Cone snails: the complex killers
A very curios hunting techniques that plays on the prey's sex drive makes this little tropical snail a sneaky killer
The sun is reflecting in the crystal blue ocean and your toes dig into the seabed near the shore of Madagascar, unknowing that this is the habitat for the cone snail (genus Conus).
For most people, this little snail would not cross their mind when thinking about the danger that lurks in the sea.
For those who are unlucky enough to stumble upon it when digging their toes into the seabed or collecting snail shells, the day could take a drastic turn.
If you accidentally collect the cone snail called ‘Conus geographus’, do not be fooled by its small size. This cone snail goes under the nickname ‘cigarette killer’ and has a potent venom that is said to kill you in the time it takes to smoke a cigarette.
In this article we will dive into the life of the small and complex killers, that cone snails are. This is important because the cone snails unique venom, which has an odd way of killing its prey, might turn out to be a medical benefit to humankind.
The power of cone snail venom
The cone snail lives in the tropical and subtropical seas, where it has been popular amongst people because of its beautiful snail shell.
Underneath the shell a complex venom can be found, it is produced in the venom gland connected to the harpoon like tooth it uses to sting with.
The venom contains high amounts of neurotoxins called conotoxins. Conotoxins are small peptides consisting of around 10-35 amino acids and exists in over 100,000 variants, with various targets.
Even though this seemingly innocent little snail has the power to kill you, there has only been around 27 official deaths, where the cone snail has been the prime suspect.
So why is the cone snail a topic of interest amongst scientists?
It is mainly due to the complex venom, which might serve a greater potential for humankind than being a weapon used against us.
A complex venom cocktail
Commonly, conotoxins work as antagonists on different ion channels and receptors in the nerves, which means they inhibit the normal signals induced by neurotransmitters.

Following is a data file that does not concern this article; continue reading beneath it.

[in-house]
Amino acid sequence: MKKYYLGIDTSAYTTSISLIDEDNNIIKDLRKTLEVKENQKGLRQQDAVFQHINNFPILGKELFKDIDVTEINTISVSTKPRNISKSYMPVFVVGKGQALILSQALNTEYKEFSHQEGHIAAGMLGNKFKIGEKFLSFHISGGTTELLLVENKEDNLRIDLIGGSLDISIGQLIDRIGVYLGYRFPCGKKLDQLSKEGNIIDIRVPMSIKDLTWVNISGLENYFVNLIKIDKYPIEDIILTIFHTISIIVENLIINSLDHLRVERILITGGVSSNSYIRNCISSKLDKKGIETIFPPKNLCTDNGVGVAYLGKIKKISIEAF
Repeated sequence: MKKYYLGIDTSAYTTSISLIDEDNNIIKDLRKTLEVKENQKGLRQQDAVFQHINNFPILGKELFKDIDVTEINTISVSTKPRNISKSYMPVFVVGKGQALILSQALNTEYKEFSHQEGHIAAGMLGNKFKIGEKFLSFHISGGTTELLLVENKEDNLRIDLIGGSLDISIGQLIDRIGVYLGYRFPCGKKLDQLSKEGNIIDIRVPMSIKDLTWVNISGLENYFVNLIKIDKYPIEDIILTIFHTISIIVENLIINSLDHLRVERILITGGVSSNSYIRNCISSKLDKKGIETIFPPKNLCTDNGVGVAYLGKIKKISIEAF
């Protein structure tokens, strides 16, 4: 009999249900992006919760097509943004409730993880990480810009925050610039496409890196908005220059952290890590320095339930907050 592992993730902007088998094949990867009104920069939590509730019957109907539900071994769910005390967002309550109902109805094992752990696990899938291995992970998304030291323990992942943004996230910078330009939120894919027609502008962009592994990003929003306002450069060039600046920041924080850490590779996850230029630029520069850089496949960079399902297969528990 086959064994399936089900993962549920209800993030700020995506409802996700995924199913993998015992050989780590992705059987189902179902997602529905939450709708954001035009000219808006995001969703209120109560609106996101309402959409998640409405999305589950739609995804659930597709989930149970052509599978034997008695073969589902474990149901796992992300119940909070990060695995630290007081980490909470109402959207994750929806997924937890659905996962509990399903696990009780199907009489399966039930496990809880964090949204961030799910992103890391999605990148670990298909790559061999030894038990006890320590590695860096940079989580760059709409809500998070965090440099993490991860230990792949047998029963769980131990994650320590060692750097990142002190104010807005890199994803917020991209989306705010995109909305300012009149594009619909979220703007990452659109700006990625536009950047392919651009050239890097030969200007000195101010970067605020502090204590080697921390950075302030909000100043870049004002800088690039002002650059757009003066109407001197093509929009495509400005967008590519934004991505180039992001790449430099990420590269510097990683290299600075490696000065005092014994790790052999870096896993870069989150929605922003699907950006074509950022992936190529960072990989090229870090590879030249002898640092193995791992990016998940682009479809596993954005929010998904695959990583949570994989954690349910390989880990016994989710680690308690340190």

This can lead to blocking of neuromuscular transmission, which manifests as muscle paralysis, respiratory failure, and other fatal consequences for the unfortunate prey.
The symptoms from the cone snail´s sting vary depending on which snail species you have been stung by, as this clever little fellow has complemented its venom and hunting methods through evolution.
Amongst the 500-700 species of cone snails, they each produce their own cocktail of 200 bioactive peptides, thus providing the snails with a complex venom cocktail directed against specific prey.
Using the worm's sex drive against itself
Besides conotoxins, cone snail venom also consists of compounds collectively known as small-molecules, about which we know very little.
However, it seems like these small molecules could play an important role in the cone snails’ way of hunting.
The species ‘imperial cone’ (Conus imperialis) is sometime referred to as ‘king’ due to its crown shaped top.
It belongs to the worm-hunters and hunts the platynereis worm (Platynereis dumerilii) with the help of small molecules in its venom.
It has two main small molecules, which play a major role. One is called conazolium A and the other is called genuanine, and they can fool the platynereis worm.